Sometimes you can smell a real sleeper in the press release. I don't know if anyone who isn't a critic can appreciate the chore of it that comes with the love of it, and the overwhelming inundation of press releases and invitations that papers the territory--Spring especially. You try to cover as much as you can, comprehensibly and sensibly, but finally you just have to be selective, especially about the lower profile stuff. Which means trusting your instinct, your sniffer. For me, the nose went into "hey there" mode when I saw the cast list and read the name Marj Dusay.
A lovely, sophisticated and graceful actress who has been a mainstay on episodic teevee and soaps since the mid-60s, I've always described her to people as the American equivalent of Diana Rigg--even in her youth, she had (as she has still) that kind of maturity, class, poise and versatility. What, I wondered, was she doing in an off-off Broadway venue that charged the going showcase rate of twelve bucks per fanny? A favor for a member of the creative team? Could be. Getting her stage chops back into fighting trim after too long on the tube? Maybe. But why this thing, why now. Chances are, I thought...she just plain believes in it. And she's keeping good company: actors of similar octane, Dana Reeve (Christopher's wife) and John Bedford Lloyd were also on the roster. Hmmm.
And sure enough, "Good Will" is eminently worth believing in, the kind of thing you'd expect to see at Playwrights Horizons, the Manhattan Theatre Club, the Public or the Vineyard when those institutions have their very best on offer. (And there was a time when it would have been elegant Broadway fodder too, but...let's not go into the land of nostalgia.)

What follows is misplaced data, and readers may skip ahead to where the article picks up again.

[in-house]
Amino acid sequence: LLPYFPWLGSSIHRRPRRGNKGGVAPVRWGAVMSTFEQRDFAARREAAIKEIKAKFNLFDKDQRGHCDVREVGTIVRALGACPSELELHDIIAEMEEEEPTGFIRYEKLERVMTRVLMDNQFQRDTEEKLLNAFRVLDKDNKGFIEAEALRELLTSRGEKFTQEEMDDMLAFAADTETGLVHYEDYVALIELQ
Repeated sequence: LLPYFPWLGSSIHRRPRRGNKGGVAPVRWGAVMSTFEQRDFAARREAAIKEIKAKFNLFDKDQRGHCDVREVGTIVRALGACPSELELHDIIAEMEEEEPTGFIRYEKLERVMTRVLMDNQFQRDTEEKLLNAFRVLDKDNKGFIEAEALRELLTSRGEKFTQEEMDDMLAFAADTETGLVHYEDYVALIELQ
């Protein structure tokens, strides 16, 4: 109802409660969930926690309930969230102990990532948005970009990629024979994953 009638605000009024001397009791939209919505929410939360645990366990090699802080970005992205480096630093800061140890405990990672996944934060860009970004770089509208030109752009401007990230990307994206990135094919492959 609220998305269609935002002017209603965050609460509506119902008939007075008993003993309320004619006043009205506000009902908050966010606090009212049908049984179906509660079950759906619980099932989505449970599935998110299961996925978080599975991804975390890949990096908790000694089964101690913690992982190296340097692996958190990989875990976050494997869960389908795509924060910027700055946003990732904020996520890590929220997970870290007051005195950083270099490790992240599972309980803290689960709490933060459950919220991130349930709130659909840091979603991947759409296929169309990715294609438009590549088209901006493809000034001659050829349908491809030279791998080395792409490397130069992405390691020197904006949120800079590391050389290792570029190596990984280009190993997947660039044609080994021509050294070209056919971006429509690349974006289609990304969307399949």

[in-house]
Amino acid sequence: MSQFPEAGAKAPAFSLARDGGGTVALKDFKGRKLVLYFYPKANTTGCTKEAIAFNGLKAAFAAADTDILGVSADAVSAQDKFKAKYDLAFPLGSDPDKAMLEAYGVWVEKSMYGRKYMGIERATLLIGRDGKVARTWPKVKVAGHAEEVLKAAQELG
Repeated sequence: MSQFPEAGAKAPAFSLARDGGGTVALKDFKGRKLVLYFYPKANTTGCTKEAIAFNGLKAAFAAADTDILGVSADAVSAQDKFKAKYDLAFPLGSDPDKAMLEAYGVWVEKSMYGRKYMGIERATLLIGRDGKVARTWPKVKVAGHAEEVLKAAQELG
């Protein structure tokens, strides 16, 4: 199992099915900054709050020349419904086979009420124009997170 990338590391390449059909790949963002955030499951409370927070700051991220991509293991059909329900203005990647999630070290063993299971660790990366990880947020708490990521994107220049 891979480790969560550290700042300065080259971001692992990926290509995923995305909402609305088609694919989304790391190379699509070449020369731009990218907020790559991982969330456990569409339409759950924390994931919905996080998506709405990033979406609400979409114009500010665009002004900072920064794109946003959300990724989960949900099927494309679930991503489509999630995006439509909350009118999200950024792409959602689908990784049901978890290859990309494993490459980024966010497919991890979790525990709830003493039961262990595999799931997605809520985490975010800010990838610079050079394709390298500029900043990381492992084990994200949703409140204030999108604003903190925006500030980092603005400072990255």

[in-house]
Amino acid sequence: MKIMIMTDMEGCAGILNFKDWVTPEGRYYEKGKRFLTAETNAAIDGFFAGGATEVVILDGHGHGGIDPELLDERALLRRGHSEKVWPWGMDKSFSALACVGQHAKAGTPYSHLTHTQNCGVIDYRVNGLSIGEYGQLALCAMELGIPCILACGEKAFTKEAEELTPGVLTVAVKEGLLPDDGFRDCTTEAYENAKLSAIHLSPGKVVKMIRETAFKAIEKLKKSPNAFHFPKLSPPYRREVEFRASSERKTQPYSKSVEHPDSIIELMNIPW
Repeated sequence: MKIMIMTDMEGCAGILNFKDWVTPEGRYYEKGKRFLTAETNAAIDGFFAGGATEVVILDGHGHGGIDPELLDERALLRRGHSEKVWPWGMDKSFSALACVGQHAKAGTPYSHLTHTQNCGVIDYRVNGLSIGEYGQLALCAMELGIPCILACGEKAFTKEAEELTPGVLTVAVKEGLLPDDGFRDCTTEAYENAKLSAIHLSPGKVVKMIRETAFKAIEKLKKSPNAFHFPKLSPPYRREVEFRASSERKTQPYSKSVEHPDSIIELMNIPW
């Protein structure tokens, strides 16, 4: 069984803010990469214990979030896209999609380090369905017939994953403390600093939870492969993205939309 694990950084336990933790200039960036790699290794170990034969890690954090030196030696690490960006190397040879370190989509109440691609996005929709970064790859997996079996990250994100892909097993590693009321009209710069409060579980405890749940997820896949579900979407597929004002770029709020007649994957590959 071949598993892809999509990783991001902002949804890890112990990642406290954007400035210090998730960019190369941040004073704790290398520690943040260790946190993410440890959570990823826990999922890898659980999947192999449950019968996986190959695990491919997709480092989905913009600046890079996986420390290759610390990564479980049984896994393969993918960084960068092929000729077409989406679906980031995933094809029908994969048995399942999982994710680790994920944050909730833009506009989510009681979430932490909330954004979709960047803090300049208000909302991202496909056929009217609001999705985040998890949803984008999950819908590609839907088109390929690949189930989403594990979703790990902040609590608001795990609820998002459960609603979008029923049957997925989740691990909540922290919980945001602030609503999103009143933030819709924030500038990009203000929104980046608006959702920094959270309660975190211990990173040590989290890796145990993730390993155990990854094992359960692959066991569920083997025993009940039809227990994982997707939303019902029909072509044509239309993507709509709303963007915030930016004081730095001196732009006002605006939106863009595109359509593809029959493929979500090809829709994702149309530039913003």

Adapted by Joan Rater and director Tony Phelan from a novella by Pulitzer Prize winning author Jane Smiley, it tells the story of Bob Miller (Lloyd) a modern day iconoclast. He lives with his wife Liz (Reeve) and their ten year old son Tommy (Michael Phelan, no relation) on a farm in Central Pennsylvania. Not a consumer farm so much as a farm for them, a self-sufficient haven in which they do everything, make their clothes, grow their produce, raise their livestock, build their furniture and manage to get by on almost no money at all. They're not hermits or misanthropic...but Bob has this vision, this powerful need to be his own man, and for the last five years it has sustained them. But now Tommy is misbehaving in school, making racist remarks he never learned at home; while Liz is discovering religion...and the center is losing its hold...
A play of masterful lyric realism, "Good Will" progresses in ways you don't expect, exploring themes that are so fresh as to be invigorating. In just about every aspect it is tasteful and provocative. And it is directed, cast and acted (rounding out the cast are Phoebe Jonas and Brenda Pressley) as subtly and thoughtfully as it is written. I'd be flabbergasted if some theatre company didn't pick it up; or if it didn't earn a transfer to off-Broadway for an open-ended run; it has that kind of resonance. Then again, I've been flabbergasted before, and I wouldn't wait. The number is above...reserve your seats.
I realize there is something cursory about this review--there's really lots more to say about "Good Will"--but what makes a sleeper all the more gratifying is the catharsis of discovery. It's a discovery I envy you. I'll leave you only this thought.
Ms. Dusay--every bit as classy, in command and beautiful as ever--doesn't enter the play until very late in the second act. She plays Liz' mother. The role lasts perhaps five minutes. And then she's gone, never to be seen again until the curtain call.
Oh yeah...that's belief...
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